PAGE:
National Physiotherapy Research Network • Midlands Hub • July 8th 2009
Midlands NPRN Contacts • Esther Williamson – Warwick University • firstname.lastname@example.org • Sue Kelly – Birmingham University • email@example.com • Chris Carpenter – Coventry University • firstname.lastname@example.org • NikkyClague – Leicester University • email@example.com
Managing Injuries of Neck Trial • (MINT) • Results
Background • Identified as a priority and commissioned through the NIHR HTA in 2003 • Research question: • “What is the effectiveness and cost effectiveness of active treatment for whiplash?”
Acute WAD • Quebec Task Force 1995 • McClune et al 2002; Verhagen et al 2004 • Hurwitz et al 2008 – Bone and Joint Decade 2000-2010 Task Force on Neck Pain • Since 1980; 15 reports of non-invasive interventions 2 of invasive interventions
Acute whiplash BJD Task Force “Despite an explosion of the neck-pain literature including several methodologically sound studies in the past decade, there remains limited or conflicting evidence for most of the therapies commonly given to WAD patients” 15 studies compared to usual care, placebo, sham - 7 equivalent or worse - 8 better
Trial Management Team Prof S Lamb – Clinical Trials/Physiotherapy Dr Simon Gates – Senior Research Fellow Mark Williams – Clinical Trial co-ordinator Esther Williamson - Research Fellow Emma Withers – Trial Co-ordinator Prof M Underwood – Musculoskeletal Prof M Cooke – ED Prof D Ashby - Statistician Shahrul Mt Isa - Statistician Dr S Joseph – Psychologist/Trauma EmanuelaCastelnuovo - Health Economics
Aims of MINT • To estimate the clinical effectiveness of a stepped care approach over a 12 month period after an acute injury. • To estimate the costs of each strategy including treatment and subsequent health care costs over a period of 12 months and to estimate cost effectiveness.
Study Design Stage 1: Emergency Department Treatment: Psycho educational booklet (Whiplash Book) versus Usual ED Advice Stage 2: Physiotherapy Management: Specially designed early intervention by a physiotherapist Versus Advice session only
Outcomes • Followed up at 4, 8 and 12 months post injury • Postal questionnaire: • Disease specific measure - Neck Disability Index • Generic Health Related Quality of Life (SF12) • Health economics – (health care costs NHS, individual, third party; work; out of pocket expenses; Insurance payouts) • Qualitative study – interviews of purposive sample 20 pts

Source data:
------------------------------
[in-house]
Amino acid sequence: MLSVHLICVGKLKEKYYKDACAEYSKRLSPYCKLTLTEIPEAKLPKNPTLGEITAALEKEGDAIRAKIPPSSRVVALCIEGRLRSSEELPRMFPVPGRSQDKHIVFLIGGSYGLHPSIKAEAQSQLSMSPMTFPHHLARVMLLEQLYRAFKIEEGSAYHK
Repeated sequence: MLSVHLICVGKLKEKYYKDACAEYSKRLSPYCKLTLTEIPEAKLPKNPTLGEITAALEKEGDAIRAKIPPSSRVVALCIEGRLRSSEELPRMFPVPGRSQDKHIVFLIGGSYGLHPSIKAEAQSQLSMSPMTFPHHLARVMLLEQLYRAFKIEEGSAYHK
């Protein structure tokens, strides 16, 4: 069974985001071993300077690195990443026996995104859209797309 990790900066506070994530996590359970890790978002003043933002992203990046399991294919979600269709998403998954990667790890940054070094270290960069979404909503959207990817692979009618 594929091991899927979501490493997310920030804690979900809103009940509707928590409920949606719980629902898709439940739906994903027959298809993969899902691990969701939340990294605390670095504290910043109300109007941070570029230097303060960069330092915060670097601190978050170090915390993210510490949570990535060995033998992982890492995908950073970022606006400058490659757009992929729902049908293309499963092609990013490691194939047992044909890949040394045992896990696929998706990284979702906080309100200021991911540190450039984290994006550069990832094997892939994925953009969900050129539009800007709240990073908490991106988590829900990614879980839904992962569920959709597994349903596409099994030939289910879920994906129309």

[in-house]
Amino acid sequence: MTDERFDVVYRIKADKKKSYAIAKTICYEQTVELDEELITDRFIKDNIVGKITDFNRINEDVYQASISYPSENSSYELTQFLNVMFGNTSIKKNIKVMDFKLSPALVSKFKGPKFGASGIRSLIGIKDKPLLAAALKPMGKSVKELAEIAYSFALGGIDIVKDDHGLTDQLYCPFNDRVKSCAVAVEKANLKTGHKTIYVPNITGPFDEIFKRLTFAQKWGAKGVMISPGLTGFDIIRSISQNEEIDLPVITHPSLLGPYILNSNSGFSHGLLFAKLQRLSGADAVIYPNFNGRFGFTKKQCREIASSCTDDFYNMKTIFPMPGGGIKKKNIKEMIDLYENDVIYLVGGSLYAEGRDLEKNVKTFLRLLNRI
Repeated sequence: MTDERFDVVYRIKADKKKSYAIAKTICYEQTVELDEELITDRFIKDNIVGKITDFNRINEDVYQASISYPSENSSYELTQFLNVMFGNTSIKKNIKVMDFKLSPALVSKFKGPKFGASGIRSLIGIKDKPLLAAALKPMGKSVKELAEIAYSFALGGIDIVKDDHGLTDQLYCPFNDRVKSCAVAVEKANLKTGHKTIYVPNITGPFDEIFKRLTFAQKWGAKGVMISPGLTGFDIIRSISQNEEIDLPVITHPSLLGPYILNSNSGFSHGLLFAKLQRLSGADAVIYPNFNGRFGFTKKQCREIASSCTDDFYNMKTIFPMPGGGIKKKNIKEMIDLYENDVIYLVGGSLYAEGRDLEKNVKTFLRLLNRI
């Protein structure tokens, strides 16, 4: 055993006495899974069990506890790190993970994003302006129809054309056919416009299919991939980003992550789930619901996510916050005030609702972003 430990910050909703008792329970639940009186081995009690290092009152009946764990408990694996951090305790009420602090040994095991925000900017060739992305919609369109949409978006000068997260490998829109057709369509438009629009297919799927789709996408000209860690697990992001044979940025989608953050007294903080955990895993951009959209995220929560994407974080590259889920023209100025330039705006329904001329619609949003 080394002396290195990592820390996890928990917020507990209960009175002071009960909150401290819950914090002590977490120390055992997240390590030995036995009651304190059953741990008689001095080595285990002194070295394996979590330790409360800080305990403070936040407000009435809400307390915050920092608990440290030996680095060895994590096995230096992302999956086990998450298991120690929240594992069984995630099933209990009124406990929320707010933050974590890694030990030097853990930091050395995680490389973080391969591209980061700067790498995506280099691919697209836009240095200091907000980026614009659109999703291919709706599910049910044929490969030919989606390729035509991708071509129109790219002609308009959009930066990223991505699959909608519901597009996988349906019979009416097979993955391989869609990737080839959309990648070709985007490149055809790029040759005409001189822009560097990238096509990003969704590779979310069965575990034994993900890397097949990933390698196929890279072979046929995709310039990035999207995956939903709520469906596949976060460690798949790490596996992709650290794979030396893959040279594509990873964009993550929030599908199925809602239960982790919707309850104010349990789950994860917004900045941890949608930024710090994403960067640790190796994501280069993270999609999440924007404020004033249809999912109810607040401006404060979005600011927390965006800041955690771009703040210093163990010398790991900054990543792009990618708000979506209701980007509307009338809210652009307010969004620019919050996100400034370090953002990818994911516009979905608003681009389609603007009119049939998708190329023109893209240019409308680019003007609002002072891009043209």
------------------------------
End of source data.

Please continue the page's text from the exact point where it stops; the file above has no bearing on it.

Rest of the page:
Eligibility • Sustained a whiplash injury within the last 6 weeks • WAD Grade I – III with neck symptoms • Over 18 years old • No fractures/dislocations of the spine or other bones. • No head injuries with more than a transient loss of consciousness or GSC ≤ 12 at any stage. • Not admitted • No severe psychiatric illness
Stage 1: ED training • Usual Care Advice ED staff received training primarily about referring patients to trial • In contrast to • Whiplash Book Advice ED staff received more extensive training to promote key messages
The Whiplash Book • Positive messages about prognosis, promoting the message that pain is nothing to worry about. • Promotes early return to normal activities and work. • Make recommendations about physical activity, exercise and self-management of symptoms. • Advice against using a collar • Does not include information on pursuing claims or sponsorship from solicitors.
Trial progress • Developed trial materials November 2004 • Pilot study completed August 2005 • Launched main trial December 2005 • Recruitment completed October 2007 • Follow up completed December 2008
24 22 20 18 Neck Disability Index (%) 16 14 12 UCA WBA 10 4m follow up 8m follow up 12m follow up Points are offset for visual purposes only Results – Stage 1Primary Outcome - NDI
Results – stage 1 Qualitative Study • From the accounts given, participants received the same verbal advice at both WB and UC centres. • Those who received the Whiplash Book were more likely to have started doing the exercises on their own. • However, some participants in both groups expressed hesitation about doing exercises without further guidance or reassurance due to worry of doing damage or the wrong thing. • Participants appeared to mainly focus on the exercises suggesting that those receiving the WB did not utilise the other information contained in it.